Zika Is Here! How Dogs May Help
Due to the Zika virus, the CDC is warning pregnant women to avoid traveling to a small community just north of downtown Miami, FL where Zika is actively circulating.
The warning came after 10 additional people in Florida were found to have been infected with Zika virus after being bitten by local mosquitoes, bringing the total to at least 14. Florida Gov. Rick Scott and CDC Director Dr. Tom Frieden announced the development in separate news conferences Monday (August 1). The new cases were found by door-to-door surveys of 200 people in their homes and businesses.
Zika is hardly limited to Florida. Here’s a shocker. As far North as Illinois, Zika has become a real concern.
Pregnant women are among nearly four dozen cases of the Zika virus reported in Illinois, the Illinois Department of Public Health (IDPH) said Thursday (August 4). Just announced, two babies in California were born with were born with microcephaly because of Zika virus.
The Illinois Department of Public Health reported 46 total cases of the virus statewide, with eight women listed in the Zika Virus Pregnancy Registry. A spokesperson for the Department initially said the eight women were confirmed to have Zika virus, but later said five cases remained unclear.
According to Divya Little with the IDPH, those five cases tested positive for a flavivirus, but Centers for Disease Control and Prevention officials could not determine whether the women had Zika virus or Dengue fever (Dengue isn’t something you want to have either).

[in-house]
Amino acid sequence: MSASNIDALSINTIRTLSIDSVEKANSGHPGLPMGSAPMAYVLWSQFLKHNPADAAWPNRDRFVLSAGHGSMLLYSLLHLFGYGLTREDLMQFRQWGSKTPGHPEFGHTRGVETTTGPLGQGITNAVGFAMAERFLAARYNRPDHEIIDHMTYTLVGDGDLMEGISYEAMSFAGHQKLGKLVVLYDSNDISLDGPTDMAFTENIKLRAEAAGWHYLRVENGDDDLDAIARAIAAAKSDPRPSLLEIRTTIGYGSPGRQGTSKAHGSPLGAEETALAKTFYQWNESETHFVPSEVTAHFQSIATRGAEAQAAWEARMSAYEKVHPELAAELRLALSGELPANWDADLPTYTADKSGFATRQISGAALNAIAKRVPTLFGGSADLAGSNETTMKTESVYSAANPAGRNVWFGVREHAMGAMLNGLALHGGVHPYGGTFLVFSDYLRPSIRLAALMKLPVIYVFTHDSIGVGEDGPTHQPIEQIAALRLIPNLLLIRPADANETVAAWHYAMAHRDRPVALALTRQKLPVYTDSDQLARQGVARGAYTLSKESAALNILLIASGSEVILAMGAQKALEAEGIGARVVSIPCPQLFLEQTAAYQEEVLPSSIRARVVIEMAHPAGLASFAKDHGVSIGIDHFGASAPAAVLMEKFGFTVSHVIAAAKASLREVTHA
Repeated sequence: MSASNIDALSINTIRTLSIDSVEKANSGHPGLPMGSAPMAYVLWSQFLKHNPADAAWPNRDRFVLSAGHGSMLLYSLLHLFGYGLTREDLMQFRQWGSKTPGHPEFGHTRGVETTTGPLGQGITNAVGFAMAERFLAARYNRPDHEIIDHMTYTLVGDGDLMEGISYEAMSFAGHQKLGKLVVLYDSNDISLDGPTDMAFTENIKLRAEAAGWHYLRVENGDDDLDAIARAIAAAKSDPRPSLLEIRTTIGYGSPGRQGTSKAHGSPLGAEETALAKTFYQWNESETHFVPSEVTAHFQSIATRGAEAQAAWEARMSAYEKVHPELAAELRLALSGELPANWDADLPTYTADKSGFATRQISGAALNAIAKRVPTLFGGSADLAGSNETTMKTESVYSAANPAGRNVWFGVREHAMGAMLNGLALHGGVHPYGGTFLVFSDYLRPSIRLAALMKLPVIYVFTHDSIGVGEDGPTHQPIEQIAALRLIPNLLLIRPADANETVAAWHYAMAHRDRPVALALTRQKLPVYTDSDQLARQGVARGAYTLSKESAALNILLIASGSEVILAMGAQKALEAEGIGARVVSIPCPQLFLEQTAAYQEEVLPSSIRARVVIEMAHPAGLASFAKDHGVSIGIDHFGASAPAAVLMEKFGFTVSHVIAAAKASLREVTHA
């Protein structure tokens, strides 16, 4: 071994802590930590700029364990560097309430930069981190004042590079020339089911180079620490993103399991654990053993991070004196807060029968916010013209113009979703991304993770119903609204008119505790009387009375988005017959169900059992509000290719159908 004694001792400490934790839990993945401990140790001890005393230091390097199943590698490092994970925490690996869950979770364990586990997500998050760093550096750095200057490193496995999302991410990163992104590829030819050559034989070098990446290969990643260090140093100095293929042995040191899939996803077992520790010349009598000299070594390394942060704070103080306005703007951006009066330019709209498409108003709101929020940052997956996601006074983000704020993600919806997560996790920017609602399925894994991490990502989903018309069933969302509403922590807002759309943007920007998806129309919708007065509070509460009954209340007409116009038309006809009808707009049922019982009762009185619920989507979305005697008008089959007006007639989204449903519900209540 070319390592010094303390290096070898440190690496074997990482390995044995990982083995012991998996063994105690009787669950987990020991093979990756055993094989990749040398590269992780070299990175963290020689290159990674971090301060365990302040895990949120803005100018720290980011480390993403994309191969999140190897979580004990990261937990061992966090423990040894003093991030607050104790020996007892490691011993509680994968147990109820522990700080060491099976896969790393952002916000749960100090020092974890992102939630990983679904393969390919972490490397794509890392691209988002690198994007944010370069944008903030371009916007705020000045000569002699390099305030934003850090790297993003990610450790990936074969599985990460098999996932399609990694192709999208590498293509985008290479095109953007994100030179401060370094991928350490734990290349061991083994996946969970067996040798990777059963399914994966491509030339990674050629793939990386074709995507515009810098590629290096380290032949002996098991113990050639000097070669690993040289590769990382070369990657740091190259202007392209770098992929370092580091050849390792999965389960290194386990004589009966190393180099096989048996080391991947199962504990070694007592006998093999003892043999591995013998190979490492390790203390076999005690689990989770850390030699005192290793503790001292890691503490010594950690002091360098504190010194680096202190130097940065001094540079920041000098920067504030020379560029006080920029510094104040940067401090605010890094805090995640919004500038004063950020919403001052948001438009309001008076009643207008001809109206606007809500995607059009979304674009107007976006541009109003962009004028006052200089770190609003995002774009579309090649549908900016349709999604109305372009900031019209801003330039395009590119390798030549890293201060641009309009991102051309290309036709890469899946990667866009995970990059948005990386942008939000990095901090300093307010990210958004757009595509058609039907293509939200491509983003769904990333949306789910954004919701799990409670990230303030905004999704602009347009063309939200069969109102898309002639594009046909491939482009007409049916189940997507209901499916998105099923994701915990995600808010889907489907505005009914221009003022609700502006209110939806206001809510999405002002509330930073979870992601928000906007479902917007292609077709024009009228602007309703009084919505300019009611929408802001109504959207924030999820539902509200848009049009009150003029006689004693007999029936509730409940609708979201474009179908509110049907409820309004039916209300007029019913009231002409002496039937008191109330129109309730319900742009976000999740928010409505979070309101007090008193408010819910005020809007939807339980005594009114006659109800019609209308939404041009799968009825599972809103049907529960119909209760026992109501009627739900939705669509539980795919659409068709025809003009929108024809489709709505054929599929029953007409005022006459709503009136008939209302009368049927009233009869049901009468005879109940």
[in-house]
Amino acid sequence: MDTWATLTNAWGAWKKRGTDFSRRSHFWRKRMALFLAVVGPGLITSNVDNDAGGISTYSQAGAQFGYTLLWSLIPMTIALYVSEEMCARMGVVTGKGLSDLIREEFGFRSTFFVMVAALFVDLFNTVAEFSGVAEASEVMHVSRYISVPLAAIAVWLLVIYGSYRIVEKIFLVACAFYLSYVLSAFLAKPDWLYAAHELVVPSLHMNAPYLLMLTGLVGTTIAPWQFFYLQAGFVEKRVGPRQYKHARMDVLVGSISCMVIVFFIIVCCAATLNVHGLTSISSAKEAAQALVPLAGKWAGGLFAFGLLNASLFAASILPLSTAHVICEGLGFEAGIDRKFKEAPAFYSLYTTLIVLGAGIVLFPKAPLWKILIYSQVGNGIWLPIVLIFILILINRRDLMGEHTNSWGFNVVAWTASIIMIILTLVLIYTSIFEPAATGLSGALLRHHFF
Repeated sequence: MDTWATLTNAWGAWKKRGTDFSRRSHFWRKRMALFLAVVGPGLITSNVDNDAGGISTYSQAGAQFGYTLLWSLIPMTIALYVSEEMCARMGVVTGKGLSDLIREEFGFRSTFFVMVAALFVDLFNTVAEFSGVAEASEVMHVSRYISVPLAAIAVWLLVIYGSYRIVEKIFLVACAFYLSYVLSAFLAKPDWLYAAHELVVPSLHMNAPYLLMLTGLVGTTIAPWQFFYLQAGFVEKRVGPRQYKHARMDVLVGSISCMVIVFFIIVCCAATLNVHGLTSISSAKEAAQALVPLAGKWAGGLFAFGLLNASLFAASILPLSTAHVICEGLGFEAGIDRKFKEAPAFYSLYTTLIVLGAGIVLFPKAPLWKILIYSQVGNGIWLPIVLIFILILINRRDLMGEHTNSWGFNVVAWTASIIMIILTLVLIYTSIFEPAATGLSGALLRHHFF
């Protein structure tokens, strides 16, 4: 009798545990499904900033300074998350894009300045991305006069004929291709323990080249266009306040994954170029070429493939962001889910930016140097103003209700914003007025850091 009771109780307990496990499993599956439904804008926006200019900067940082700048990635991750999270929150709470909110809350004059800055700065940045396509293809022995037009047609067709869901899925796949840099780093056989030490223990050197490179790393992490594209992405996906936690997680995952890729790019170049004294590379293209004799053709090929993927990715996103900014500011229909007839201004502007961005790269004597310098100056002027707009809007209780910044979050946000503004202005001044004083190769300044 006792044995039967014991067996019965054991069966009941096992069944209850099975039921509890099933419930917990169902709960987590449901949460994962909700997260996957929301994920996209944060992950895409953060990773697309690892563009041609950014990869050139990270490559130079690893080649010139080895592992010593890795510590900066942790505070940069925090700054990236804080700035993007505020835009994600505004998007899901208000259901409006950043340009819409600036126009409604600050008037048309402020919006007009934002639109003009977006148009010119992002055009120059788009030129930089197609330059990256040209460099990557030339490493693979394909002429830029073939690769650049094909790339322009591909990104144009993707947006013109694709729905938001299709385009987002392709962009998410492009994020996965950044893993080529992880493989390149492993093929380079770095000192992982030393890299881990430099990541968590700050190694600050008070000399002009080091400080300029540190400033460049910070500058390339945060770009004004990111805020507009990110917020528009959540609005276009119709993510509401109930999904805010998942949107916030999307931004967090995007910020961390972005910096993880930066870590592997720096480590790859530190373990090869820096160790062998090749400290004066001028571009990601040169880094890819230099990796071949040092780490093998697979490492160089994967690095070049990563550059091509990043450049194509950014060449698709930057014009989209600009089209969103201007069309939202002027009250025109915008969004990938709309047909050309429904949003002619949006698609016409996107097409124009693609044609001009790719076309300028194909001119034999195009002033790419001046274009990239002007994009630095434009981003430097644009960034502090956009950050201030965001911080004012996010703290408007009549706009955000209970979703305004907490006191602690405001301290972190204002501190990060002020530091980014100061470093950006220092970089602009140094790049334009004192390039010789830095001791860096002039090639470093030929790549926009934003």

This is a pet column – and as far as veterinarians currently know cats and dogs don’t get the Zika virus, or they at least don’t appear to get sick.
However, both dogs and cats are susceptible to potentially deadly heartworm, also transmitted by mosquitoes.
The little buzzers also spread the West Nile Virus (WNV) to humans and horses – and this may be a serious threat too.
Infected people and horses may have a fever or show no symptoms at all. With severe infections, they may have encephalitis (inflammation of the brain) or meningitis (inflammation of the lining of the brain and spinal cord), such as disorientation, seizures or paralysis.
Little information is available regarding susceptibility of dogs and cats to the WNV infection. It appears that dogs and cats may be exposed to the virus through a mosquito bite or through ingestion of infected small mammals or wild birds carrying the virus. However, the virus does not appear to cause overt disease in dogs. Cats sometimes may get mildly sick, apparently more often carrying a higher virus concentration in their blood (compared to dogs).
With no vaccine available against the growing Zika concern, and also because mosquitoes carry other diseases – the CDC suggests, “When used as directed, EPA-registered insect repellents are proven safe and effective, even for pregnant and breastfeeding women.”
It turns out another secret weapon may be your dog’s flea/tick protection. A spot-on product (for dogs only), called Vectra 3D, to protect against fleas and ticks, also turns out to repel and kill mosquitoes.
That’s helpful because – imagine you’re sitting in the backyard with your dog….You do as the CCD suggests, using repellents as directed. And maybe you’ve even added citronella candles or citronella wipes. It’s pretty much common knowledge that there is no perfect mosquito protection – the more weapons you have the better. If mosquitoes are repelled from you, or better still, they are killed – they’re not biting you.
What’s more, dead mosquitoes can’t spread heartworm to pets. Heartworm preventatives, of course, continue to be recommended because they are so very effective. But no product is perfect, a double-defense against heartworm – which is beneficial because it kills mosquitoes – makes perfect sense.